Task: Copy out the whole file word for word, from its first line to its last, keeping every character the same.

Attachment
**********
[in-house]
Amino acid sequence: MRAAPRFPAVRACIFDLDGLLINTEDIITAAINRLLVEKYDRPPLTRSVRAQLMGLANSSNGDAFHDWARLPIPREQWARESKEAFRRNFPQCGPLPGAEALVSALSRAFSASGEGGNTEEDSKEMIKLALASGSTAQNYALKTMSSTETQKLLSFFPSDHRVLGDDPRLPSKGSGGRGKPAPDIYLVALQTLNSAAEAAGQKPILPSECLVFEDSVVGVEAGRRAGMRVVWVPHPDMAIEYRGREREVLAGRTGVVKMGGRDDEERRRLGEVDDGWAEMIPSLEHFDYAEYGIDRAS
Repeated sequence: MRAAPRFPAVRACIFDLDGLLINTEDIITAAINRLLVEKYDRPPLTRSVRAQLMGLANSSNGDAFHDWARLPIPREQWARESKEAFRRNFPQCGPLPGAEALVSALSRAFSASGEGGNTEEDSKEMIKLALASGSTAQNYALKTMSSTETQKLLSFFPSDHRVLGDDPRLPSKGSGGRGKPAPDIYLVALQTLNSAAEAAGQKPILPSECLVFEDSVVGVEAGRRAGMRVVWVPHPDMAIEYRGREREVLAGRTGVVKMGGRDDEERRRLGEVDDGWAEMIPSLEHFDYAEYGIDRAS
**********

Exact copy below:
[in-house]
Amino acid sequence: MRAAPRFPAVRACIFDLDGLLINTEDIITAAINRLLVEKYDRPPLTRSVRAQLMGLANSSNGDAFHDWARLPIPREQWARESKEAFRRNFPQCGPLPGAEALVSALSRAFSASGEGGNTEEDSKEMIKLALASGSTAQNYALKTMSSTETQKLLSFFPSDHRVLGDDPRLPSKGSGGRGKPAPDIYLVALQTLNSAAEAAGQKPILPSECLVFEDSVVGVEAGRRAGMRVVWVPHPDMAIEYRGREREVLAGRTGVVKMGGRDDEERRRLGEVDDGWAEMIPSLEHFDYAEYGIDRAS
Repeated sequence: MRAAPRFPAVRACIFDLDGLLINTEDIITAAINRLLVEKYDRPPLTRSVRAQLMGLANSSNGDAFHDWARLPIPREQWARESKEAFRRNFPQCGPLPGAEALVSALSRAFSASGEGGNTEEDSKEMIKLALASGSTAQNYALKTMSSTETQKLLSFFPSDHRVLGDDPRLPSKGSGGRGKPAPDIYLVALQTLNSAAEAAGQKPILPSECLVFEDSVVGVEAGRRAGMRVVWVPHPDMAIEYRGREREVLAGRTGVVKMGGRDDEERRRLGEVDDGWAEMIPSLEHFDYAEYGIDRAS